Since 1981, changes included the addition and subsequent elimination of buttoned waist adjustment tabs, the size reduction of the collar, and refinements in stitching and fit.

BDUs were initially only issued in a 50/50 nylon and cotton twill blend, called the Temperate Weather BDU, or TWBDU. Complaints regarding the heat retention of these uniforms, especially following the invasion of Grenada in 1983, led to the introduction of the Hot Weather BDU, the HWBDU. The Hot Weather BDU coat and trousers were constructed of 100 percent ripstop cotton, in a four-color woodland camouflage pattern. However, after complaints of shorter wear and frayed cuffs, along with requirements imposed by unit commanders to starch the all-cotton uniform for parade, the Enhanced Hot Weather BDU (EHWBDU) replaced the HWBDU commencing in 1996. The EHWBDU's components are made with 50/50 ripstop nylon and cotton poplin blend.

BDUs were printed with infrared-brightened dyes. Near infrared (NIR) Signature Management Technology is used in the uniforms to help prevent detection by NIR Image Converters. These photocathode devices do not detect temperatures, but rather infrared radiation variances. NIR-compliant uniforms use a special fabric that allows soldiers to appear at the same radiation level as the surrounding terrain, thus making them more difficult to detect. It is advised not to use starch when cleaning or ironing BDUs, since starch weakens the fabric and ruins the infrared protective coating. A pair of BDUs that has been starched even once should not be worn in combat.

The tropical weight uniform was not as durable as the temperate weight uniform. The tropical uniform would only last for 4–6 months of use when rotating four uniforms for duty, while the temperate uniform would last over a year under the same conditions.

U.S. Army

All United States Army soldiers formally received their first batches of the BDU as its new field and garrison uniform in the temperate weight cut on October 1, 1981. In addition, Patrol caps, boonie hats and the M-65 jacket were issued in the new camouflage pattern in time, including a new light brown T-shirt and black webbed belt with brass buckle.

The BDU was the first camouflage uniform approved by the U.S. Army since the Vietnam War, where the ERDL pattern was in limited use. The BDU soon replaced all earlier camouflage pattern uniforms for all wooded, jungle, and tropical environments, and by 1989, had completely replaced the standard olive drab uniforms that had been used since 1952.

U.S. Department of Defense

The BDU was worn by DoD civilians and DoD Police officers.[11]

U.S. Marine Corps

The ERDL-patterned BDU was first introduced to the United States Marine Corps in 1977, as they phased out the Olive Drab Green (OD) uniform. The BDU became the issued uniform for the U.S. Army in September 1981 in the woodland camouflage pattern, to begin replacing the Olive Drab Green (OD) or OG-107 colored fatigues, which had been standard wear since the early 1950s. The change was to better conceal wearers effectively in woodland or tropical Areas of Operation with macro shaped patterns, as opposed to OD, which had only a single shade of green. It was based primarily on the woodland colors specifically of northern Europe. It used shades of green, brown, tan, and black, initially printed onto cotton-nylon blend twill cloth, known as the "Temperate Weight" uniform. A newer lightweight "Tropical Weight" BDU uniform was introduced in 1987 with the pattern printed on 100% cotton rip-stop poplin cloth, to better prevent smaller rips from enlarging.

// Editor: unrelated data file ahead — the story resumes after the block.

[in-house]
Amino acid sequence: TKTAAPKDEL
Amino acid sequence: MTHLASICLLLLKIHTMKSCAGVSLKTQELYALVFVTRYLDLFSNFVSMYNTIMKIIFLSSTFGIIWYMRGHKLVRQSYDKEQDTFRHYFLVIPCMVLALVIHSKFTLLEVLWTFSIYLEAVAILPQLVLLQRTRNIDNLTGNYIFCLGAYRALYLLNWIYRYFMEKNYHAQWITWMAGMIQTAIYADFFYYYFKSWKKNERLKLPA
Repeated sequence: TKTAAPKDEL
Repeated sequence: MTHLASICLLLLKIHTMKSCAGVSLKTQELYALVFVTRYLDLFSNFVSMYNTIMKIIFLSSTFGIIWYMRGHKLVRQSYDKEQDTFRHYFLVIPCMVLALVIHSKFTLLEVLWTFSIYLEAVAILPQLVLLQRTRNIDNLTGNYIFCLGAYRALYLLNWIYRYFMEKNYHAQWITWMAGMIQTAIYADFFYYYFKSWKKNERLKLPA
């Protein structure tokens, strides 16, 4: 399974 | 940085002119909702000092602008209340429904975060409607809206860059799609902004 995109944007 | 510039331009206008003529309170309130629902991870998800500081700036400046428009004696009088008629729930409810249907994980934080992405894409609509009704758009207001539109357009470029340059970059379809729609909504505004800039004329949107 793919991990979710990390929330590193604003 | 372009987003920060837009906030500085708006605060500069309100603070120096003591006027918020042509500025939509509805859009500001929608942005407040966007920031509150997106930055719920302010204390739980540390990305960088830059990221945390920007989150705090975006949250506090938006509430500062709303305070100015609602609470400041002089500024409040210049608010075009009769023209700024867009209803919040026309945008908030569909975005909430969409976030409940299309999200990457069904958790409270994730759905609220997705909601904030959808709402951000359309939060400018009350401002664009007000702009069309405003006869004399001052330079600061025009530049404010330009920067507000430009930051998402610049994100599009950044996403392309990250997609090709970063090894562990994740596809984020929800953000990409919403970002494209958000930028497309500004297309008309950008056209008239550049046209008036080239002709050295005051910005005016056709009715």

Originally, no nametapes were worn with the USMC's BDUs, which was officially referred to by the USMC as a "camouflage utility uniform" (CCU) during its usage. However, in October 1991,[12][13][14][15] the USMC began the wearing of nametapes on their BDUs (and DCUs and DBDUs) in order to comply with NATO Standardization Agreement (STANAG), becoming mandatory by October 1992. In the USMC's case, a nametape bearing the wearer's last name was worn embroidered above the right pocket, and a nametape reading "U.S. MARINES" being embroidered was worn above the left pocket. The MCCUU which replaced the BDU continues this.

The USMC's BDU was worn with a stenciled ironed-on Eagle, Globe, and Anchor (EGA) centered on the wearer's left breast pocket, below the pocket flap. Early USMC BDUs featured "USMC" lettering below that EGA, however, that was discontinued later on, with only the sole EGA being used by the end of the BDU's tenure with the USMC. The EGA was ironed-on to the BDU blouse pocket by USMC recruits at the end of MCRD upon completion of their training to signify their christening as U.S. Marines. The same was done on the eight-point "utility cover" hat that was worn with the USMC's version of the BDU. The BDU's successor, the MCCUU, has the EGA embroidered instead of stenciled on the blouse and all hats.

U.S. Air Force

Airmen of the U.S. Air Force initially only issued its ERDL BDUs to over seas stationed combat arms units such as United States Air Force Security Forces, Combat Controllers, and United States Air Force Pararescue PJs October 1, 1981, the same time as the Army and Marines. The Air Force did not allow non combat arms to wear the woodland pattern BDU until the summer of 1987, and mandated them as the only "Fatigue" uniform until 1988.